Section: News



Scholar, educator, author and race relations expert Dr. Beverly Daniel Tatum, Ph.D., visited Kenyon this week to lead two events for Black History Month: The first, on Feb. 22, was a cultural competence workshop for faculty and staff; the second, on Feb. 23, a talk titled “Can We Talk About Race?” in the Gund Gallery Community Foundation Theater. Tatum is the author of  Why Are All The Black Kids Sitting Together in the Cafeteria?: And Other Conversations About Race and Can We Talk about Race?: And Other Conversations in an Era of School Resegregation.

What advice would you give to white students who wish to address issues of race at what some call Predominantly White Institutions (PWIs) like Kenyon? What advice would you give to students of color who wish to address race issues at PWIs?

The college environment typically is more diverse than their home institutions were, so there’s an opportunity to engage with people whose perspectives and life experiences are different than their own.

However, white students are often nervous about these conversations, because they worry that they might say something offensive or something that might be perceived as racist. In order to avoid that happening, they stay silent. Unfortunately, that silence is not a good strategy. We have to be willing to risk some discomfort in order to make the collective progress that we need.

For students of color, it’s often the case that they want to have those conversations about race at college with their classmates, but are often looking for structured opportunities, where the conversation might lead to meaningful action. They don’t just want to talk for the sake of talking. I would say they, too, have to be willing to risk some discomfort to move the dialogue forward, but it helps when there are faculty and staff ready to support these conversations, for both white students and students of color.

How can Kenyon teachers create more inclusive dialogues in classroom settings?

All faculty members, regardless of their discipline, can think about how to create an inclusive learning environment where everyone feels welcomed and fully engaged. One way to do that is to look at the curriculum and to see who is reflected. If you teach literature or psychology or sociology or history, it’s easy to see how you might bring in the perspectives of people of color. Sometimes, when you teach biology or chemistry or physics, it might seem less obvious how you can bring in multiple perspectives. Even simple things, like showing the names of the authors who wrote the articles, makes people visible. For example, let’s imagine Beverly Tatum wrote an article in chemistry. If the article that’s cited says “B. Tatum,” you might assume that B. Tatum is a man, but if you write out Beverly Tatum, you can see it’s a woman, and you might even know it’s an African-American woman, who has contributed to the discipline.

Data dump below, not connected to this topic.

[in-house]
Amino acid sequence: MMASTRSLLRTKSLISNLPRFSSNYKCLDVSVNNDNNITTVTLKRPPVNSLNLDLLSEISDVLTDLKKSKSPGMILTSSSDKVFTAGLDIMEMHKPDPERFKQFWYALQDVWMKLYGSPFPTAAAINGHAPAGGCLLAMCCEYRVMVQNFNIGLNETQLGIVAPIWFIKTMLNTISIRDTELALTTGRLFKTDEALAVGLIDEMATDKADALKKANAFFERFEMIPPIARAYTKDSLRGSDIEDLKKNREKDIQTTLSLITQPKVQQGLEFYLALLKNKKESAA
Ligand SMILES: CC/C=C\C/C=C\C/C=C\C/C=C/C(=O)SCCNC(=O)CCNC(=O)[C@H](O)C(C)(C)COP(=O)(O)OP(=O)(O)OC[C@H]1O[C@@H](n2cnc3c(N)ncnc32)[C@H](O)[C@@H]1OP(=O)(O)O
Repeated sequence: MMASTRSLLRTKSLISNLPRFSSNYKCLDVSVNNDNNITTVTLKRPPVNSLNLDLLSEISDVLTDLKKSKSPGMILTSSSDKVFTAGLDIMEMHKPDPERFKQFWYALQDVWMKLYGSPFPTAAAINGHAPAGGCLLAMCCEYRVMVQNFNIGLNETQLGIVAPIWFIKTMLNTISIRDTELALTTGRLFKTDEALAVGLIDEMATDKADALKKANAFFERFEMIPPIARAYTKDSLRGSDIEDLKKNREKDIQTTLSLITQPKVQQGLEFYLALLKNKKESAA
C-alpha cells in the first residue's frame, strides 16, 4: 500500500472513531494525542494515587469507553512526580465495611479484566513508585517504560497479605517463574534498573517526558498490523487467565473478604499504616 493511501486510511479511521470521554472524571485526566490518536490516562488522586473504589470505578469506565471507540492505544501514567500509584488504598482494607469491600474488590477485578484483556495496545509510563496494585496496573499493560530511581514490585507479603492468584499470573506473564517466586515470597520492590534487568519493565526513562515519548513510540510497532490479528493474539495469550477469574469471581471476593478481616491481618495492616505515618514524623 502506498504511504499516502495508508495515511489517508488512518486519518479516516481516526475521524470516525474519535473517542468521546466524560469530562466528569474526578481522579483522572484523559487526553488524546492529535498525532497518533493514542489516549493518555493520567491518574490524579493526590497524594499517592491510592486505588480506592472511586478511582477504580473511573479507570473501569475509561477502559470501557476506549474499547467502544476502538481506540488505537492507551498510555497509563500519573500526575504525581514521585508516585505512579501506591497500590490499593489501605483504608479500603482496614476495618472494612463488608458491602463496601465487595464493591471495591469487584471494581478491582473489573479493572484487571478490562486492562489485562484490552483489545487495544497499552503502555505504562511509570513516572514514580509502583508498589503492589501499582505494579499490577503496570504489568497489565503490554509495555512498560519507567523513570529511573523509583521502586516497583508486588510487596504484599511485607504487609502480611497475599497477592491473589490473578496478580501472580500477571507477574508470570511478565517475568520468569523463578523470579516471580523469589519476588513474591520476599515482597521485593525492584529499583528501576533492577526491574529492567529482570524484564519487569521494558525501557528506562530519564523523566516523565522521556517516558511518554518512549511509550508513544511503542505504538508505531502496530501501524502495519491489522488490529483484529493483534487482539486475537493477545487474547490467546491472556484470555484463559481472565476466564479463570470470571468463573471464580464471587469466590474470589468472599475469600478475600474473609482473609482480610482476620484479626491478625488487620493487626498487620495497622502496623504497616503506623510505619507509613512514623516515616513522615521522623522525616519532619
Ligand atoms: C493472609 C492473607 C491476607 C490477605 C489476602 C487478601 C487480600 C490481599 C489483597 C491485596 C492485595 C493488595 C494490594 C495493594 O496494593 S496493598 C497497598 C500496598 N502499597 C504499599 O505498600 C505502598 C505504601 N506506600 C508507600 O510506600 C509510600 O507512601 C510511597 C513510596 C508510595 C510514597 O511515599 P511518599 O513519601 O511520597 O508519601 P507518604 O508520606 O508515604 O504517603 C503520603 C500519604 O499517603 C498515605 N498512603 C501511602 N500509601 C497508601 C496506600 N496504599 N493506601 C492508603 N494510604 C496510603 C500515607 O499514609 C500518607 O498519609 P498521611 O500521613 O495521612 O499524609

The most important thing that I think any faculty member can do in thinking about making their class more inclusive, is to ask themselves, “Who’s missing from this picture?” If you imagine the class as a kind of photograph, you can ask yourself, “Who’s missing from the picture in my curriculum? Who’s missing from the picture in class discussions? Who’s missing from the picture in the group activities that we’re engaged in?”

How and why is racial identity formation relevant in a college setting?

In a race-conscious society, racial identity matters. It influences how people respond to you, it influences how you respond to other people. One thing we know about college students is that identity of all kinds becomes increasingly important. If you’re in that 18-22 category age, you’re in the defining who you want to be in the world. One of the dimensions of your identity that you may also be thinking about is your racial group membership, which is typically the case for students of color. If you’re a person of color, you’re thinking, “How does my identity shape who I am in the world, how I want to interact with others and how I want others to interact with me?”

This week, the Council for Diversity and Social Justice held a symposium, titled “The Coddling of the Kenyon Mind,” during which students debated the concept of political correctness. What are your thoughts on the debate over political correctness, and does it help or harm students?

That’s a good question in terms of what we mean by political correctness. Sometimes, people say very offensive things about people different from themselves, and say, “I don’t have to be politically correct.” To me, it just sounds like bigotry. Political correctness is being used in a lot of conversations like there’s something wrong with trying to be respectful of other people. We should all try to be respectful of other people’s identities and their experiences, and we can express our own opinions in ways that are honest, without being disrespectful.

This interview has been edited for length and clarity.


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